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Kentucky facing a nursing shortage; Bellarmine adds new program to assist

In a sample of about 800 nurses in Kentucky, one in four nurses responded that it would be likely they would leave their jobs in the next three months.

LOUISVILLE, Ky. — Kentucky is on the verge of, if not already at, a crisis when it comes to having enough nurses.

The Kentucky Nurses Association conducted a survey this month to identify what is most important to nurses in the workforce.

In a sample of about 800 nurses in Kentucky, one in four nurses responded that it would be likely they would leave their jobs in the next three months. With about 88,000 nurses in the state, that is a huge loss for the workforce.

Some of the reasons nurses identified they were unhappy with their jobs include insufficient staff, which led to a heavy patient load, lack of support from management or administration, exhaustion, and not enough pay or financial incentives.

Travel nursing, instead of working for a local hospital, has become more attractive, and that’s been taking away from the pool of available nurses in Kentucky.

“We have states like New York, Texas, surrounding states as well as California who are coming to get our nurses, they are poaching Kentucky nurses," Kentucky Nurses Association CEO Delanor Manson said. "We have to do our part to retain those nurses, to get them to stay local and work local.”

Nurses are leaving to travel because these contracts offer higher pay. The Kentucky Nurses Association is proposing $100 million for financial solutions to the nursing shortage.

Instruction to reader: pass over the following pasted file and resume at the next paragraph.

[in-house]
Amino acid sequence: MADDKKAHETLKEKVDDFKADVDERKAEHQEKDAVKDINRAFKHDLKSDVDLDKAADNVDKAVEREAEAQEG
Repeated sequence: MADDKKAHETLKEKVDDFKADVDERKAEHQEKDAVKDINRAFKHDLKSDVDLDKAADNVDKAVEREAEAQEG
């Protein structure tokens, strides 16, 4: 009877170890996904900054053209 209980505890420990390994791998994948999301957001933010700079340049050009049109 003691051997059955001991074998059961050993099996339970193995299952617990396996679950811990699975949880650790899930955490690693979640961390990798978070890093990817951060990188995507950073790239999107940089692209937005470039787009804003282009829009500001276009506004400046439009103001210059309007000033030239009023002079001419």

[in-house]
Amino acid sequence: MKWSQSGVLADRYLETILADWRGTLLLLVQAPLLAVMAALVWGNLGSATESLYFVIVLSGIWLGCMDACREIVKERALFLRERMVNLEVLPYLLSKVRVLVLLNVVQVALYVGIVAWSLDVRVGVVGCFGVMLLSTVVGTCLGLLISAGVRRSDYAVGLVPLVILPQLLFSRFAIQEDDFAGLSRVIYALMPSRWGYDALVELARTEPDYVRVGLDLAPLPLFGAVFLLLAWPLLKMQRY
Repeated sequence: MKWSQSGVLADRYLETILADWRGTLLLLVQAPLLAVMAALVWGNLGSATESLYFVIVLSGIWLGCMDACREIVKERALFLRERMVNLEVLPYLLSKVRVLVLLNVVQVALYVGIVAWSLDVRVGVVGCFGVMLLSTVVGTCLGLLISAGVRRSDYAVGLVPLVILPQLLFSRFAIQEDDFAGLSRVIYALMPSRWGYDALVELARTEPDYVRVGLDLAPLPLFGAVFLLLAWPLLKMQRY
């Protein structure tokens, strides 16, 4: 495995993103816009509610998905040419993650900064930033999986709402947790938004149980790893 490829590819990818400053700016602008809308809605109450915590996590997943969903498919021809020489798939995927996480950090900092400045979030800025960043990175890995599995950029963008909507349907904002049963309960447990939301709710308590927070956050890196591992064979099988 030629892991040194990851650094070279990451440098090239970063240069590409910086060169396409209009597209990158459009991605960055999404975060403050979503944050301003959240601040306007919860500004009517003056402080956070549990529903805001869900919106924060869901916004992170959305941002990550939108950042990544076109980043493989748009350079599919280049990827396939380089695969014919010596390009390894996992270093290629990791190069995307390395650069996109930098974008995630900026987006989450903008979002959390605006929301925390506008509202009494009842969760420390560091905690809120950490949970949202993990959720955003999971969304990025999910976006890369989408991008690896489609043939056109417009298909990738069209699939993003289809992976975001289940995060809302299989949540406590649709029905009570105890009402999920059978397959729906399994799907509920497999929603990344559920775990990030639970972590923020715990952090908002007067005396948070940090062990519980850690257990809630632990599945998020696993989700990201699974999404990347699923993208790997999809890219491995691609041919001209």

That money would go towards improving faculty retention and recruitment in nursing schools, loan forgiveness for nurses who work in underserved areas, retention bonuses for nurses who stay local, and a recruitment and marketing campaign.

Right now, seats in nursing schools across Kentucky are going unfilled. One local university is hoping to help alleviate the shortage and fill more seats.

Bellarmine University offers a one year accelerated nursing program to students who have already completed a bachelor’s degree. The program typically starts in May and ends the same month.

But in January, a new class of students will begin the program. The university added an additional class to get more nurses into the workforce quicker.

“We’ve definitely seen an interest,” Lori Minton, the director of the program, said. “In fact, we were only going to start taking 30 but our interest has grown so much we’ve decided to increase that to 50.”

At Bellarmine, many graduates go on to work at Louisville area hospitals.

“We have a lot of our students who come here from other states to do our program and then a lot of times stay here and work because they’ve made some relationships with the hospitals,” Minton said.

That’s great news for local hospitals. The shortage means there are many open jobs for nurses right now locally. In May and January – there will be a new group of nurses eager to fill those spots.

RELATED: Bellarmine University to add January start to accelerated nursing program

RELATED: Nursing schools see applications rise, despite COVID burnout

Contact reporter Rose McBride at rmcbride@whas11.com or on Facebook or Twitter. 

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